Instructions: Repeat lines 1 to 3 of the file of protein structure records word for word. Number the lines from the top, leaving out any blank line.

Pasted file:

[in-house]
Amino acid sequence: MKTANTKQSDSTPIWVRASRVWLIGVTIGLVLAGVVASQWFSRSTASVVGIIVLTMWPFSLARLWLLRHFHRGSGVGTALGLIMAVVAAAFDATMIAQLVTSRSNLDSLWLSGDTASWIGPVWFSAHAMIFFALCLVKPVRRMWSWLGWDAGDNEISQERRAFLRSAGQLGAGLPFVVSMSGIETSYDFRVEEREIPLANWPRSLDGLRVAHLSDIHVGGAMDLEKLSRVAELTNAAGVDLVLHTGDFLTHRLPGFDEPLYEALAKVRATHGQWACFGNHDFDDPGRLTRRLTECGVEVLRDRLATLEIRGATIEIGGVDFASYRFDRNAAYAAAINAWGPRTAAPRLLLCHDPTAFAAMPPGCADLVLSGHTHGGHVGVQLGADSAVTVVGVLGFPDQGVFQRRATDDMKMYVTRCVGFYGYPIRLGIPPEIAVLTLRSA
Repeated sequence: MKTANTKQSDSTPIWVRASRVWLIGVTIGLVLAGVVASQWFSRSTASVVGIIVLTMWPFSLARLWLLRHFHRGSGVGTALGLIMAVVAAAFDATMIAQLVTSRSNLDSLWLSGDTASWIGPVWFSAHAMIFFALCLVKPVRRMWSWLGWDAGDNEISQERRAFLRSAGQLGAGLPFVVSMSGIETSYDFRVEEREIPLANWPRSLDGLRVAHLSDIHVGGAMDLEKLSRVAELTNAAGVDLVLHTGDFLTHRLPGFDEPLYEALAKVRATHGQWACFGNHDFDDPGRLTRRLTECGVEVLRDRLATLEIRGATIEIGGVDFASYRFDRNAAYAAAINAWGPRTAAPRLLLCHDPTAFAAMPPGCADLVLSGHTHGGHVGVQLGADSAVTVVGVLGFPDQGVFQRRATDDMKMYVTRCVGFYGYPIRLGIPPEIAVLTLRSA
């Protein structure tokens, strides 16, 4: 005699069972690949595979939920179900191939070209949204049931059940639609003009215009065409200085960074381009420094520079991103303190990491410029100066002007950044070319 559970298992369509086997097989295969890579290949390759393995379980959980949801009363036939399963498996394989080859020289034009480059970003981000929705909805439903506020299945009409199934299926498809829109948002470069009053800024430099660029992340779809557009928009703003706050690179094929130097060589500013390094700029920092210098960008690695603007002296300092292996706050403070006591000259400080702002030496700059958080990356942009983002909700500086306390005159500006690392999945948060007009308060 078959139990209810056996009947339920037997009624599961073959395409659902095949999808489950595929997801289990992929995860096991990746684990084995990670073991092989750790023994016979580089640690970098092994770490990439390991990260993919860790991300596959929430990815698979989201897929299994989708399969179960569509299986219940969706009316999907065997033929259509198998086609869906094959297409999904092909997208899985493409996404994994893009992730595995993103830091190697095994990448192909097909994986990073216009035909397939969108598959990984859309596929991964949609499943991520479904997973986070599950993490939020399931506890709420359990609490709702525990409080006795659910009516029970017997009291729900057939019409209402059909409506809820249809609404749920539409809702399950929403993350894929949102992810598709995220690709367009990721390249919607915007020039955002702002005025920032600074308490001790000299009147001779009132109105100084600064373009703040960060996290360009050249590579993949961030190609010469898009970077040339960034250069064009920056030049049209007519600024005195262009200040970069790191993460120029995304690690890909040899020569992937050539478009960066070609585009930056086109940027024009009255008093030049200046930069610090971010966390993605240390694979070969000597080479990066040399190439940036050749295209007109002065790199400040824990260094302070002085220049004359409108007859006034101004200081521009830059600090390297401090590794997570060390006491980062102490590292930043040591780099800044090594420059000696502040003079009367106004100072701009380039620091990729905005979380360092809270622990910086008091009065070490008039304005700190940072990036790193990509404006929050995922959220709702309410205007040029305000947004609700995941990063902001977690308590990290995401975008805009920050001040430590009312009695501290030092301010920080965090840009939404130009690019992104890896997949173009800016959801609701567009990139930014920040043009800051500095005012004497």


[in-house]
Amino acid sequence: MKTANTKQSDSTPIWVRASRVWLIGVTIGLVLAGVVASQWFSRSTASVVGIIVLTMWPFSLARLWLLRHFHRGSGVGTALGLIMAVVAAAFDATMIAQLVTSRSNLDSLWLSGDTASWIGPVWFSAHAMIFFALCLVKPVRRMWSWLGWDAGDNEISQERRAFLRSAGQLGAGLPFVVSMSGIETSYDFRVEEREIPLANWPRSLDGLRVAHLSDIHVGGAMDLEKLSRVAELTNAAGVDLVLHTGDFLTHRLPGFDEPLYEALAKVRATHGQWACFGNHDFDDPGRLTRRLTECGVEVLRDRLATLEIRGATIEIGGVDFASYRFDRNAAYAAAINAWGPRTAAPRLLLCHDPTAFAAMPPGCADLVLSGHTHGGHVGVQLGADSAVTVVGVLGFPDQGVFQRRATDDMKMYVTRCVGFYGYPIRLGIPPEIAVLTLRSA
Repeated sequence: MKTANTKQSDSTPIWVRASRVWLIGVTIGLVLAGVVASQWFSRSTASVVGIIVLTMWPFSLARLWLLRHFHRGSGVGTALGLIMAVVAAAFDATMIAQLVTSRSNLDSLWLSGDTASWIGPVWFSAHAMIFFALCLVKPVRRMWSWLGWDAGDNEISQERRAFLRSAGQLGAGLPFVVSMSGIETSYDFRVEEREIPLANWPRSLDGLRVAHLSDIHVGGAMDLEKLSRVAELTNAAGVDLVLHTGDFLTHRLPGFDEPLYEALAKVRATHGQWACFGNHDFDDPGRLTRRLTECGVEVLRDRLATLEIRGATIEIGGVDFASYRFDRNAAYAAAINAWGPRTAAPRLLLCHDPTAFAAMPPGCADLVLSGHTHGGHVGVQLGADSAVTVVGVLGFPDQGVFQRRATDDMKMYVTRCVGFYGYPIRLGIPPEIAVLTLRSA